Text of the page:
Copeling is an African-American female. Doc. 55-24 at ¶ 1. The Authority hired Copeling as a toll collector in 2007. Id. at ¶ 4. The Authority's "Personnel Policy and Procedures Manual, " which Copeling received when she was hired, said this about absences: "[A]n employee who is absent without leave and without properly reporting [her] absences for two... consecutive scheduled workdays will be subject to disciplinary action up to and including discharge." Id. at ¶¶ 8-9. Copeling also signed a document explaining that toll collectors "must be available on 24-hour-7-day a week basis and... may be working various locations on the Tollway." Id. at ¶ 12; see also id. at ¶ 6.

Copeling filed a workers compensation claim in October 2011, alleging that she injured her right hand at work. Id. at ¶ 24. The claim was denied because an independent medical examiner determined the injury, diagnosed as carpel tunnel syndrome, was not work-related. Id. at ¶ 25.

On several occasions in 2011 and 2012, Copeling applied for leave under the Family Medical Leave Act ("FMLA"). Id. at ¶¶ 26-29. Copeling was approved for block leave from November 15-20, 2011, and she was granted intermittent leave at various points during the following year. Id. at ¶ 26. Copeling did not work any days in March 2012. Id. at ¶¶ 27-28, 30. The Authority informed Copeling that her FMLA leave covered only a few days per week and that she needed to submit additional paperwork to obtain continuous leave. Id. at ¶¶ 27-29. On March 19, 2012, the Authority issued Copeling a notice requiring her to return to work within forty-eight hours. Id. at ¶ 31. Copeling eventually completed the paperwork necessary to obtain continuous FMLA leave. Id. at ¶ 32. She received continuous FMLA leave from April 1 to June 20, 2012, Authorized Leave Without Pay from June 21 to August 30, 2012, and leave under the Americans with Disabilities Act ("ADA") from August 31 to October 30, 2012. Id. at ¶¶ 32-35. By October 30, 2012, Copeling had exhausted all of her available leave. Id. at ¶ 35.

In the meantime, on August 31, 2012, Lisa Williams, the Authority's Equal Employment Opportunity and ADA coordinator, emailed Copeling to initiate the ADA-mandated interactive process for evaluating her request for an ADA accommodation and to ask for contact information for her physician. Id. at ¶ 38; see 29 C.F.R. § 1630.2(o)(3). Copeling responded by providing the name and number of her doctor. Doc. 55-24 at ¶ 38. On October 23, the Authority sent Copeling a letter noting the upcoming expiration of her ADA leave on October 30 and asking that she contact Williams to discuss reasonable accommodations. Id. at ¶ 39. On November 6, Williams called Copeling to advise her that they should discuss other accommodation options. Id. at ¶ 40. On November 12, the Authority suspended Copeling. Id. at ¶ 36. On November 14, Copeling left Williams a message providing the name and number of her attorney. Id. at ¶ 41. On November 26, Williams called Copeling three times without receiving a response. Id. at ¶ 42. The next day, Williams emailed Copeling, who did not respond. Id. at ¶ 43.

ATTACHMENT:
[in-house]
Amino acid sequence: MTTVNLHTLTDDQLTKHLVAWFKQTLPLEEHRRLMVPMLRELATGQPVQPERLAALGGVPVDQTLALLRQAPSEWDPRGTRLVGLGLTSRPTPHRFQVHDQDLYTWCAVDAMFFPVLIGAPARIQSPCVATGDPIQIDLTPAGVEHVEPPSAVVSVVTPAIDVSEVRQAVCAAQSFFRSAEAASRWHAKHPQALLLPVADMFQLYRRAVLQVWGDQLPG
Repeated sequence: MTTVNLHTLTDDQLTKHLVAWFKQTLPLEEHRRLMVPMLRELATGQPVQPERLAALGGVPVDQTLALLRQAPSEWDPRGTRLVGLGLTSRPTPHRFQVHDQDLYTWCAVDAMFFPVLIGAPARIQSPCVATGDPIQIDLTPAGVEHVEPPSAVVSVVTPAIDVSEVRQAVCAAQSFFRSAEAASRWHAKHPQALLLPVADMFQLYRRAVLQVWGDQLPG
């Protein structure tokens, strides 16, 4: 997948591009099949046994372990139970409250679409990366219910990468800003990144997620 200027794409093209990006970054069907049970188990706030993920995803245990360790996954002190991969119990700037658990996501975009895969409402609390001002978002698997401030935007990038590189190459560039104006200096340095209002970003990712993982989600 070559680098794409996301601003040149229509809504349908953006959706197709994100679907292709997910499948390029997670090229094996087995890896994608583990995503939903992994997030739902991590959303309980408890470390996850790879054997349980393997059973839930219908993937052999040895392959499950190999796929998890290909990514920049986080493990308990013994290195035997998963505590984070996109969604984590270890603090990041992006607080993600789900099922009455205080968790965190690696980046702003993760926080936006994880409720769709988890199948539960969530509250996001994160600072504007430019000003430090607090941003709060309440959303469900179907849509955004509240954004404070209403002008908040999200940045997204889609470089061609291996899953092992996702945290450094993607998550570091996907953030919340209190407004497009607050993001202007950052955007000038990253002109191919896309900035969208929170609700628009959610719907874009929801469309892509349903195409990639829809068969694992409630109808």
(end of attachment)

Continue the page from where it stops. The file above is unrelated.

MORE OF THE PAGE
On November 29, the Authority sent Copeling a "Forty-Eight Hour Notice, " which stated that separation procedures would begin unless she came back to work within forty-eight hours. Id. at ¶ 45. Copeling did not respond to the notice. Id. at ¶ 46. On December 31, 2012, the Authority sent Copeling a "Notice of Separation" due to her failure to return to work from October 31 to December 31, 2012. Id. at ¶ 47.

Copeling asserts that her physician did not clear her to return to work until eight days following her termination. Doc. 61 at ¶ 7. During her time at the Authority, Copeling was denied the training that others received for the position of "Collector in Charge, " which is considered a promotion and comes with higher pay, id. at ¶¶ 1-3; she was denied "seniority benefits" and promotions, id. at ¶¶ 4-5; and she was falsely accused of violating the Authority's policy against cell-phone use while working, id. at ¶ 6. On April 5, 2010, Copeling was suspended for three days for violating the Authority's policy against picking up coin spillage in a lane with the barrier gate open and the overhead light illuminated ...